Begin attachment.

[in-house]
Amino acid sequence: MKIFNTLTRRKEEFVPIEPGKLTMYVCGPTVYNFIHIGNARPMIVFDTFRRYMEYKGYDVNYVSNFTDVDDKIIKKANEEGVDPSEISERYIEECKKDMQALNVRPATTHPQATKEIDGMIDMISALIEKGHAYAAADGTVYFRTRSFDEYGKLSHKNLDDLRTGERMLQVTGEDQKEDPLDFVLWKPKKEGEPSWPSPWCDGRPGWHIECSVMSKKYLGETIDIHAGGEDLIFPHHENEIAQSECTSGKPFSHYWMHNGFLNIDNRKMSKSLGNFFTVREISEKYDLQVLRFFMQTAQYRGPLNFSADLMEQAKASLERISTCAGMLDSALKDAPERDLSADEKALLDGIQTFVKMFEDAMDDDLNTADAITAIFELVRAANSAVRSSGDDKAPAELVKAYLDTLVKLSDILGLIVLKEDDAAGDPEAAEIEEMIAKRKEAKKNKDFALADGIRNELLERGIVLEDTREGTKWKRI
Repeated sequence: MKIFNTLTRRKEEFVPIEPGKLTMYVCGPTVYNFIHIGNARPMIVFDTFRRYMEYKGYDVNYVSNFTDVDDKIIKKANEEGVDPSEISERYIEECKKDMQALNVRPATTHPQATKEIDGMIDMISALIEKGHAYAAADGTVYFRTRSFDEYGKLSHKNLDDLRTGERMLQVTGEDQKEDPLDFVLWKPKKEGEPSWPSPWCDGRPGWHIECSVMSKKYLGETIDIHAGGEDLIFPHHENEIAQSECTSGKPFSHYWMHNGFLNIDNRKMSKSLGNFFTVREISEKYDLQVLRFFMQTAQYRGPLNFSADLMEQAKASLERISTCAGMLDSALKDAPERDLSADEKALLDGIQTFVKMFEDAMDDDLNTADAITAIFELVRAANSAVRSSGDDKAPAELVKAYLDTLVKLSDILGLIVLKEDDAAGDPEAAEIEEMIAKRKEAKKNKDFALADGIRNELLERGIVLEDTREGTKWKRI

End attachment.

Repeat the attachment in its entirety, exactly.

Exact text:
[in-house]
Amino acid sequence: MKIFNTLTRRKEEFVPIEPGKLTMYVCGPTVYNFIHIGNARPMIVFDTFRRYMEYKGYDVNYVSNFTDVDDKIIKKANEEGVDPSEISERYIEECKKDMQALNVRPATTHPQATKEIDGMIDMISALIEKGHAYAAADGTVYFRTRSFDEYGKLSHKNLDDLRTGERMLQVTGEDQKEDPLDFVLWKPKKEGEPSWPSPWCDGRPGWHIECSVMSKKYLGETIDIHAGGEDLIFPHHENEIAQSECTSGKPFSHYWMHNGFLNIDNRKMSKSLGNFFTVREISEKYDLQVLRFFMQTAQYRGPLNFSADLMEQAKASLERISTCAGMLDSALKDAPERDLSADEKALLDGIQTFVKMFEDAMDDDLNTADAITAIFELVRAANSAVRSSGDDKAPAELVKAYLDTLVKLSDILGLIVLKEDDAAGDPEAAEIEEMIAKRKEAKKNKDFALADGIRNELLERGIVLEDTREGTKWKRI
Repeated sequence: MKIFNTLTRRKEEFVPIEPGKLTMYVCGPTVYNFIHIGNARPMIVFDTFRRYMEYKGYDVNYVSNFTDVDDKIIKKANEEGVDPSEISERYIEECKKDMQALNVRPATTHPQATKEIDGMIDMISALIEKGHAYAAADGTVYFRTRSFDEYGKLSHKNLDDLRTGERMLQVTGEDQKEDPLDFVLWKPKKEGEPSWPSPWCDGRPGWHIECSVMSKKYLGETIDIHAGGEDLIFPHHENEIAQSECTSGKPFSHYWMHNGFLNIDNRKMSKSLGNFFTVREISEKYDLQVLRFFMQTAQYRGPLNFSADLMEQAKASLERISTCAGMLDSALKDAPERDLSADEKALLDGIQTFVKMFEDAMDDDLNTADAITAIFELVRAANSAVRSSGDDKAPAELVKAYLDTLVKLSDILGLIVLKEDDAAGDPEAAEIEEMIAKRKEAKKNKDFALADGIRNELLERGIVLEDTREGTKWKRI